- Famished.
- Help yourself.
- Such a bounty.
- Yes.
I was just telling...
What was that?
- You grabbed something from the table.
- I did not.
You did. I saw you.
You put it in your mouth.
I think it was an insect.
That was a raspberry.
Raspberry? We're not serving raspberries.
Then it must have been a raisin.
It fell off a muffin.
- There seems to be one missing.
- It's missing?
- Really? Of course.
- Only a raisin.
How extraordinary.
Silly me, it must have been
my imagination...
There, you did it again.
You just put a bug in your mouth.
I think it was a spider.
- I did not.
- Yes, you did.
I tell you, I saw you snatch a spider
right out of the air and eat it.
A spider? How absurd.
- Dropped my fork.
- Dropped it? You flung it.
What's the matter with you?
Mr. Renfield, I'll ask you
what are you doing down there?
Fork found.
- This is most unseemly. I don't think...
- Sorry for the delay.
My God, man.
You're eating insects
right from the ground.
What makes you say that?
Because I can see one
trying to get out of your mouth.
- Out of my mouth?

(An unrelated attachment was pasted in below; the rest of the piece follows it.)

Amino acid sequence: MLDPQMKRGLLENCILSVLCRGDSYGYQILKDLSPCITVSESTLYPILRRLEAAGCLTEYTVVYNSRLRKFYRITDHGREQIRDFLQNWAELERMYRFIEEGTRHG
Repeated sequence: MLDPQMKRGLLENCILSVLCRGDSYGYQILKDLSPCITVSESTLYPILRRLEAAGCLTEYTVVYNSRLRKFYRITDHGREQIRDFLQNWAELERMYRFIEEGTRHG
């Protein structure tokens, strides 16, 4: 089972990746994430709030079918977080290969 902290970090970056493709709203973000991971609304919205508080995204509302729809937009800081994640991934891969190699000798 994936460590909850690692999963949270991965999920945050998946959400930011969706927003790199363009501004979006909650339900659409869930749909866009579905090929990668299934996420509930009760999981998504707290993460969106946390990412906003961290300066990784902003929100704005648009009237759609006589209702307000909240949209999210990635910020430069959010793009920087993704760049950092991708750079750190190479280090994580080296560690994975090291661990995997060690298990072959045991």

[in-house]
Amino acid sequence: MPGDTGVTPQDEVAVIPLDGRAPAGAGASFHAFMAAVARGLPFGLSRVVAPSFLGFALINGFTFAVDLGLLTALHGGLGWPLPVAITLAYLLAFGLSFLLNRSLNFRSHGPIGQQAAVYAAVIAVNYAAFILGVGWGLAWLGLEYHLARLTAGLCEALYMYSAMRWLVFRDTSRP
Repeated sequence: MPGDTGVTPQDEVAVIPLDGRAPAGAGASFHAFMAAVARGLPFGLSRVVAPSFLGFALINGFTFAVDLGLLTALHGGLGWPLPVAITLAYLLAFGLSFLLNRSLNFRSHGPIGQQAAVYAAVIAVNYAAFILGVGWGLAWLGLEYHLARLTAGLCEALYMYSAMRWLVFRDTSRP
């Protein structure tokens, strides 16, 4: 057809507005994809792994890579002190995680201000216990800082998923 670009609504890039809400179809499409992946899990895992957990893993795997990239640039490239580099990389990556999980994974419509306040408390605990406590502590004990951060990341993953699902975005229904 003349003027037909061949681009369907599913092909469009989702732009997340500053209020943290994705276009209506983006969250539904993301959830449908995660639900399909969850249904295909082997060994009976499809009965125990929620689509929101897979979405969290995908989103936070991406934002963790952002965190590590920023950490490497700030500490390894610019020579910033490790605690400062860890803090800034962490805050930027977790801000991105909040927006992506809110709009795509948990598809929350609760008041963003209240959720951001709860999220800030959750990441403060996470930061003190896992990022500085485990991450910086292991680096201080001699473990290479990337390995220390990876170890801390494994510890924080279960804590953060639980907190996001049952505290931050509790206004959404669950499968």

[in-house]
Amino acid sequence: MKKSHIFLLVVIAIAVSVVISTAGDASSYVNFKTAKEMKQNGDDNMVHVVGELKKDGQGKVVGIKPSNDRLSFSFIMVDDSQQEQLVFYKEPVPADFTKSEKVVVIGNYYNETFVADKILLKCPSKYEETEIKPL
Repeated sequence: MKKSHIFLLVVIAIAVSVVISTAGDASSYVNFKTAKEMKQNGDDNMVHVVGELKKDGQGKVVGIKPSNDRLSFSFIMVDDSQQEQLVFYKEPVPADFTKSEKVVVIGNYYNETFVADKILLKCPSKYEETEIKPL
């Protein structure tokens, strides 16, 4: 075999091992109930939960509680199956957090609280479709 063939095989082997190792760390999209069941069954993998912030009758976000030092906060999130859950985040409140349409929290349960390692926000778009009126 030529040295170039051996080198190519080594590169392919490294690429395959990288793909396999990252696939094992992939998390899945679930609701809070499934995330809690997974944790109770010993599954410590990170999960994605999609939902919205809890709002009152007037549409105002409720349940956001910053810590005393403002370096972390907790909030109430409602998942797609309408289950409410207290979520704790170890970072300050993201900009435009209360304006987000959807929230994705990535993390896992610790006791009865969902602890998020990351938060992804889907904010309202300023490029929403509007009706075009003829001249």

- Yes, your very own mouth.
- It's wriggling about.
- Don't be ridiculous.
It's wriggling all over the place.
Poor thing, it's fighting for its life.
I don't know what you're talking about.
If you keep ranting, I'm going to leave.
Me ranting? You're the ranter!
Hello, little darling. Don't be afraid.
- He's cracking.
- I won't hurt you.
- Don't hurt me.
- All I want is your life!
Put him in a straitjacket
and give him an enema.
Wait. Give him an enema first...
then put him in a straitjacket.
- Yes, sir.
- Lives!
Lucy, you lazy girl.
It's past 10:00.
The horses are saddled and waiting.
Mina, I don't think
I could put a foot out of bed today.
I had such horrid dreams.
I feel completely drained.
Darling, you're dreadfully pale.
You look absolutely peaked.
- Perhaps Father should have a look at you.
- Yes, perhaps.
- Father.
- Yeah.
- It's Lucy.
- What's the matter with her?
I don't know.
She's frightfully pale and wan.
Pale? Wan? I best have a look.